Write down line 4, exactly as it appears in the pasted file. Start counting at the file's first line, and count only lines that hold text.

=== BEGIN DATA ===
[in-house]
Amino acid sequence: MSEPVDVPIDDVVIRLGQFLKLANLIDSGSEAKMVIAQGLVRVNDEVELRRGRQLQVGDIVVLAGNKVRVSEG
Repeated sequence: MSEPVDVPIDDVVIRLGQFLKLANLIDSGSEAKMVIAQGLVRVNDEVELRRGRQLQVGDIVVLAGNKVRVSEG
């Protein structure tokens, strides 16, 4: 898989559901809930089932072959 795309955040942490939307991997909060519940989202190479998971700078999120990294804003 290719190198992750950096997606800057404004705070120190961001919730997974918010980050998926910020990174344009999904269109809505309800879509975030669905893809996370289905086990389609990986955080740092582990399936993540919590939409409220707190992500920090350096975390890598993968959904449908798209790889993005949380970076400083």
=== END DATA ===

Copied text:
């Protein structure tokens, strides 16, 4: 898989559901809930089932072959 795309955040942490939307991997909060519940989202190479998971700078999120990294804003 290719190198992750950096997606800057404004705070120190961001919730997974918010980050998926910020990174344009999904269109809505309800879509975030669905893809996370289905086990389609990986955080740092582990399936993540919590939409409220707190992500920090350096975390890598993968959904449908798209790889993005949380970076400083």